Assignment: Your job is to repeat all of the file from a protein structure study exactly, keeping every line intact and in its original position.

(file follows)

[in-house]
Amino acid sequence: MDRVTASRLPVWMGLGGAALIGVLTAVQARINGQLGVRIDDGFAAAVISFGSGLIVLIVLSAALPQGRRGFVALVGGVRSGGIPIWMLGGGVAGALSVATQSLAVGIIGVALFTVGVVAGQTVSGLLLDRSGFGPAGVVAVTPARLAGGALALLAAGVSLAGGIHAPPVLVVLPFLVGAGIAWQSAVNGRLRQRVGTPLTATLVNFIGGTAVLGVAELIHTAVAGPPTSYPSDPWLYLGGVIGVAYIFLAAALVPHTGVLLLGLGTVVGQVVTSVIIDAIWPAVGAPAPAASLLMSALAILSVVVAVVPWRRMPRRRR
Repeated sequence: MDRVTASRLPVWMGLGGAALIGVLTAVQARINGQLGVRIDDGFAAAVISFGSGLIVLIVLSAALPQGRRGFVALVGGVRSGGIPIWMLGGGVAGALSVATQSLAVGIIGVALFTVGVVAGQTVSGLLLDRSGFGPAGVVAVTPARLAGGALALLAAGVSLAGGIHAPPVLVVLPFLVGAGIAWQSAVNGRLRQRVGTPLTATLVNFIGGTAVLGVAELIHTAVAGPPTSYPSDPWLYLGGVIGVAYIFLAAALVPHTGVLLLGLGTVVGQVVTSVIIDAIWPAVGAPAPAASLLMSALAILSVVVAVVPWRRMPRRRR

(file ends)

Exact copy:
[in-house]
Amino acid sequence: MDRVTASRLPVWMGLGGAALIGVLTAVQARINGQLGVRIDDGFAAAVISFGSGLIVLIVLSAALPQGRRGFVALVGGVRSGGIPIWMLGGGVAGALSVATQSLAVGIIGVALFTVGVVAGQTVSGLLLDRSGFGPAGVVAVTPARLAGGALALLAAGVSLAGGIHAPPVLVVLPFLVGAGIAWQSAVNGRLRQRVGTPLTATLVNFIGGTAVLGVAELIHTAVAGPPTSYPSDPWLYLGGVIGVAYIFLAAALVPHTGVLLLGLGTVVGQVVTSVIIDAIWPAVGAPAPAASLLMSALAILSVVVAVVPWRRMPRRRR
Repeated sequence: MDRVTASRLPVWMGLGGAALIGVLTAVQARINGQLGVRIDDGFAAAVISFGSGLIVLIVLSAALPQGRRGFVALVGGVRSGGIPIWMLGGGVAGALSVATQSLAVGIIGVALFTVGVVAGQTVSGLLLDRSGFGPAGVVAVTPARLAGGALALLAAGVSLAGGIHAPPVLVVLPFLVGAGIAWQSAVNGRLRQRVGTPLTATLVNFIGGTAVLGVAELIHTAVAGPPTSYPSDPWLYLGGVIGVAYIFLAAALVPHTGVLLLGLGTVVGQVVTSVIIDAIWPAVGAPAPAASLLMSALAILSVVVAVVPWRRMPRRRR